What a blessing to become aware that the man next to me spoke a little English and Vietnamese and he tells me he has taken the sleeper bus before giving me a quick translation of the driver's information to the passengers. He informs me that we would be given 2 x 15-minute stops for the 9-hour journey, one for food and one for the toilet. You must wear your allocated plastic footwear when getting off the bus and remove them when returning. No footwear is to be worn on the bus and there is to be no eating or drinking on board for the duration of the trip. Most importantly, he informs me that when you exit the bus it is crucial to know when you are to reboard, and he stresses again that the bus waits for no one, if you are not on the bus and in position when it departs, you will be left behind!

He ends the translation with the news that if you should happen to find yourself needing to use the toilet other than your allocated 15-minute stop, then you have a problem. The only exception he has ever witnessed is that if you are a Vietnamese male, they may make a speedy half-minute stop along the side of the highway.

The night was long and as the bus charged down the highway the airhorns blew every second of the way and this continued for the entire 9 hours. I found myself fixated on watching the driver as indeed to his left is a small screen with a movie playing. Afraid to drink any water in fear of needing the bathroom I recall feeling so dry and indeed the two 2 stops were so quick you found yourself not wanting to venture more than a few meters from the bus in fear of it taking off without you.

And so it seems that all I had read, and been told of the sleeper bus adventure, was in fact very true!

After what seemed like the longest 9 hours of my life, feeling like death had warmed up, sleepless, dehydrated, and having eaten nothing but a tube of dry salty pringles, we finally arrived at 5.30 and in one piece. Unsure if by this stage I was still able to use my legs, or how I was going to get down the miniature ladder hanging down from the sleeper bunk, I was absolutely elated to be finally getting off the bus.

As it reverses into what appears to be some kind of depot, it is still dark and the mist is thick. I'm feeling like a bull at the gate, I remember feeling disorientated and with my belongings in hand, I am ready to get the heck out whether it be walk, fall or crawl.

But then again, the driver picks up his microphone and begins yelling his instructions in Vietnamese and although I have no idea what he was saying, I remember I didn't care, as by that moment my freedom felt so close and as amazing as the litre of water I had just quickly downed. After he finishes his speech, he places down the mic and switches off the engine. The air conditioning shuts down and he exits the bus locking the door behind him. My first thoughts were, oh my goodness, what just happened?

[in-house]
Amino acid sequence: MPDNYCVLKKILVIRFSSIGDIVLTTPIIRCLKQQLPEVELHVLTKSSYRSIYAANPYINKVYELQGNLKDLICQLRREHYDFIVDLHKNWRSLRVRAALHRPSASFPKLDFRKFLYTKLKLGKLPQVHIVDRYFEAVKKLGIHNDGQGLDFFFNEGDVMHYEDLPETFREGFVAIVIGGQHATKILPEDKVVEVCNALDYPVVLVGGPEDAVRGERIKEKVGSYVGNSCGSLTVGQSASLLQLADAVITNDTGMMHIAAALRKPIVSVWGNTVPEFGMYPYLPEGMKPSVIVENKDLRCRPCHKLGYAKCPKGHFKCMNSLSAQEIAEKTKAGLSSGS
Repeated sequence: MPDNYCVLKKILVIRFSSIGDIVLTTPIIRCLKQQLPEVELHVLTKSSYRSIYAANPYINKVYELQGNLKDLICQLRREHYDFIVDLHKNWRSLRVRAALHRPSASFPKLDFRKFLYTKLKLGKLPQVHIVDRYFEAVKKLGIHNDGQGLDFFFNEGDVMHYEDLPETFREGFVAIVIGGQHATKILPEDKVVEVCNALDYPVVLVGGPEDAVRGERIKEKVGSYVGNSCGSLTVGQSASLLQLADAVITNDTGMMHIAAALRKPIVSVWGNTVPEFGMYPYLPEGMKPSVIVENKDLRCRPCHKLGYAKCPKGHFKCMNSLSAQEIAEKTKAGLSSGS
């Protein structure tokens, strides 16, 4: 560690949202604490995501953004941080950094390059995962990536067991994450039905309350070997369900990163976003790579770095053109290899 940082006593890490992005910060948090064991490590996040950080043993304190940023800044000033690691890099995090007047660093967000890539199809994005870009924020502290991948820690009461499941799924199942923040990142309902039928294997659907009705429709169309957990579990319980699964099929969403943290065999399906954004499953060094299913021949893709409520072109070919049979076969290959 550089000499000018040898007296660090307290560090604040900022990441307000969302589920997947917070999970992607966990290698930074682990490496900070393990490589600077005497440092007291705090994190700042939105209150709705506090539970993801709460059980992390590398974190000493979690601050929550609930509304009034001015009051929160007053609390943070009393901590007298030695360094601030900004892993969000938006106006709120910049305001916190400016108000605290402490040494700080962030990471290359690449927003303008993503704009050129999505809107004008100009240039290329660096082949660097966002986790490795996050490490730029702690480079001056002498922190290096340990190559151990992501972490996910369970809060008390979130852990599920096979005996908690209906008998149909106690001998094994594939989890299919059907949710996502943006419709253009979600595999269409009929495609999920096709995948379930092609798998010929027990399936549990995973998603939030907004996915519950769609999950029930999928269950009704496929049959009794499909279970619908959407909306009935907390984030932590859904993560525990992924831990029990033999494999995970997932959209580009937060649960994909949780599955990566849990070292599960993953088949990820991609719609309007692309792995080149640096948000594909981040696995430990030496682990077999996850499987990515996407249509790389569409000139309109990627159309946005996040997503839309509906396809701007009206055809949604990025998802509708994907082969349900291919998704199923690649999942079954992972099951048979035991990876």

My trustworthy interpreter informs me that we have arrived too early and the depot office will not open till 7.30 am. We are to remain on the bus for another 2 hours. No way out, no water, no windows to open, no toilet, no air conditioning, and 45 people on the bus! How my body was feeling at the end of those 2 hours is difficult to put into words, but I would surely never, never forget this, 'Overnight adventure'!!

After the doors did finally open and I stumbled out of that bus, I knew at that moment that every second of this death-defying journey was worth it, it had taken my breath away. The cold morning mist on the mountains was thick and hanging so low. I had never in my life never seen a place like this before, I arrived, in what looked like heaven on earth.

With eyes wide open and jaw dropped, I recall all I could do was stand in amazement. I hope to never forget that moment and that feeling. 

  • Was the sleeper bus a safe way to travel for the female solo traveller? Yes, definitely.

  • Would I recommend this as a good way to travel to Sapa? Yes, as I always say, take the experience.

  • The cost was very cheap, being less than $30 for the journey to Sapa.

  • Best tips, don't bring too many items onto the bus with you as you will need to utilize all the space on the sleeper to try to remain as comfortable as possible.

  • Drink lots and hydrate well the day before.

  • Don't drink a lot of fluids before the journey.

  • If you allow yourself one thing to eat whilst on the journey, I suggest you don't make it a tube of dry salty Pringles!

Always take the experience when you can!


bottom of page